The types of events that can cause trauma include 

  • Childhood abuse neglect or abandonment 
  • Ongoing domestic violence or domestic abuse 
  • Repeatedly witnessing violence or abuse 
  • Being forced to become a sex worker 
  • Torture, kidnap, slavery, being a prisoner of war and witness in incidents of warfare

You’re more likely to develop trauma if you experienced trauma at an early age, the trauma lasted for a long time, escape or rescue was unlikely or impossible, you have experienced multiple traumas or you are harmed by somebody close to you.  That’s why children are so deeply affected by trauma because they are dependent, often on the person who is traumatising them, for example, parents or a family member or in school etc…

What can happen is maybe you experienced several traumas in your childhood and they might be relatively minor (so not necessarily abuse), but several things might have happened to you and you forgot about them They get stored in the back of your mind then, as an adult, you experience perhaps a major trauma like a car accident or the death of a close friend and that can trigger you (almost like a collective response) and you suddenly drop into PTSD and become quite severely traumatized. It is as though trauma has a cumulative effect.  Some people can live a perfectly normal life for years and years and suddenly something will happen and they will have PTSD.

Traumatic symptoms are how we adapt to what has happened to us

Joanna Beazley Richards says:

“The traumatic event is over, but the person’s reaction to it is not period the intrusion of the past into the present is one of the main problems confronting the trauma survivor. often referred to as re-experiencing, this is the key to many of the psychological symptoms and psychiatric disorders that result from traumatic experiences.  This intrusion may present as distressing intrusive memories, flashbacks, nightmares, or overwhelming emotional States.”

(Joanna Richards is a trauma therapist and does trauma workshops).

Possible symptoms of trauma:

  • Exaggerated jump reflex at the slightest noise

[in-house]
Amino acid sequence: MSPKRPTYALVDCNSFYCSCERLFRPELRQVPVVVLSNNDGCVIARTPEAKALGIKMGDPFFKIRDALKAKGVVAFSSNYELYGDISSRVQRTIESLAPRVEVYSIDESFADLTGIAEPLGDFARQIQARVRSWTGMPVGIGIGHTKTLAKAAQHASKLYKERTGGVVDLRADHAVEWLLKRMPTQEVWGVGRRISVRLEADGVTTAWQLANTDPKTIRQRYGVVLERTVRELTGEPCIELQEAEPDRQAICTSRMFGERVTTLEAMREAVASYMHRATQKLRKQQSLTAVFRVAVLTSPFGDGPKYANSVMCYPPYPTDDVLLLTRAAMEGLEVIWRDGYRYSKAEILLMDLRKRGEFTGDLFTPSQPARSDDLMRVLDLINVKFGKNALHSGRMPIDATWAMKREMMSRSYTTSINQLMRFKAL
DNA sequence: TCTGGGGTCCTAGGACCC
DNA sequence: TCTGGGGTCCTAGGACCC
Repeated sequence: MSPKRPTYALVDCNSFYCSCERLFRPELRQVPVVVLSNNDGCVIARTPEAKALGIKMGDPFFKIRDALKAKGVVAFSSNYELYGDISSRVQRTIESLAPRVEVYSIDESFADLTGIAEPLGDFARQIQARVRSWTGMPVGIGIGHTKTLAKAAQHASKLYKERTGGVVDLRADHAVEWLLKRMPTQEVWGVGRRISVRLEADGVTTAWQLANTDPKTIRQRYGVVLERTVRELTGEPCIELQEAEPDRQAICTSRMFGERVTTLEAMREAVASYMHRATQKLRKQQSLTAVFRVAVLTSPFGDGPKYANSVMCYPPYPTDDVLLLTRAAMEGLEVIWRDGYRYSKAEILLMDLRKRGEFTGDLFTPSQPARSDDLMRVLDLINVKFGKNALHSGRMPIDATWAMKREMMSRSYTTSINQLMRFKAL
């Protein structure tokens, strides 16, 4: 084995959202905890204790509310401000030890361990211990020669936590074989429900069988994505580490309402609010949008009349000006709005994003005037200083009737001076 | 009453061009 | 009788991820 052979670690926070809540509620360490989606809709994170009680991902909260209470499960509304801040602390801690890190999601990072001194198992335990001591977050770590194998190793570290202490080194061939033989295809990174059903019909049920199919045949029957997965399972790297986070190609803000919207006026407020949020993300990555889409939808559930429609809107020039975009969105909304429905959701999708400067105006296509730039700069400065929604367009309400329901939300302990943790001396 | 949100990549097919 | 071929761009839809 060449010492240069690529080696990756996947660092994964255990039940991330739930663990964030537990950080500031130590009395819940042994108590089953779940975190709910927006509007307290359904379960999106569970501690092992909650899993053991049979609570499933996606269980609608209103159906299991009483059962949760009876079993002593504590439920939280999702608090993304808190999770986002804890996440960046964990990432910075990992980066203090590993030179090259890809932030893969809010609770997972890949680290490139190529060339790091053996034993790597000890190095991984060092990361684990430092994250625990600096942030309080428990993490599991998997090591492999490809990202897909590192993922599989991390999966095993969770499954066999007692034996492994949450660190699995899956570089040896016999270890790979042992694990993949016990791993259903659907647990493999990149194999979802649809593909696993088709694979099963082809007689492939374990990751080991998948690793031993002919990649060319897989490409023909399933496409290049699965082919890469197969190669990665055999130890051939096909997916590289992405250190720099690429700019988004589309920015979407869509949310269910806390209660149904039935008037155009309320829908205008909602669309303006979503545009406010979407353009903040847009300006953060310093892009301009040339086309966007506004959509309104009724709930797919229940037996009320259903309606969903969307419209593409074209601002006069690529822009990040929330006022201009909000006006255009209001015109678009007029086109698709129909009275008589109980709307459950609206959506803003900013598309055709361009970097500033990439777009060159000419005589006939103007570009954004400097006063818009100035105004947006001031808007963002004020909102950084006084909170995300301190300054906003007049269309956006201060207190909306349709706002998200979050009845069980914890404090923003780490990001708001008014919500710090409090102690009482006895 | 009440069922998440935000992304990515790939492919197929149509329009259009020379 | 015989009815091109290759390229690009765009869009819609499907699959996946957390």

• Nightmares often of the traumatic events
  • Disassociation the feeling response disappears the person feels numb and can’t respond emotionally very well
  • The ‘feeling brain’ and ‘thinking brain’ part company, intellectual capacity can be reduced and memory can be lost
  • The digestion ceases to function well and IBS and other digestive issues can manifest
  • People can become frightened to leave the house
  • People can become easily distracted and can’t concentrate will be fully present in the moment
  • Anxiety and nervousness 
  • Panic attacks something can trigger these such as a loud noise a smell associated with trauma
  • Mood swings trouble regulating emotions getting aggressive or angry very easily can lose friends and alienate their family
  • Intrusive thoughts and flashbacks of the trauma or the trauma feelings can be so strong that the person behaves as though they are in the traumatic memory for example attacking the wife as seen as an attacker from the past
  • Insomnia the body is flooded with cortisol and triggers over alertness
  • Substance abuse is used to calm and soothe for example alcohol drugs or binge eating disorders
  • Sexual promiscuity could be from child abuse for example having inappropriate boundaries around sex or avoiding sex altogether

Longer-term symptoms are:

  • IBS 
  • Chronic fatigue syndrome 
  • Fibromyalgia 
  • Addictions 
  • Dissociative identity disorder (what used to be called multiple personality disorder)

Trauma responses can look like this:

  • Feeling responsible for other people’s happiness 
  • Saying yes because you’re afraid of losing security 
  • Not being able to say no 
  • Chronic feelings of emptiness 
  • Giving In to reckless impulses and not caring for personal safety 
  • Seeking constant escapism 
  • Negative worldview 
  • Dwindling Trust for others and yourself 
  • Feeling on guard all the time 
  • Agreeing to things just to keep the peace 
  • Craving control (I need to stay in control or everything will fall apart)

Trauma does a lot of things to our brain.

Trauma Infographic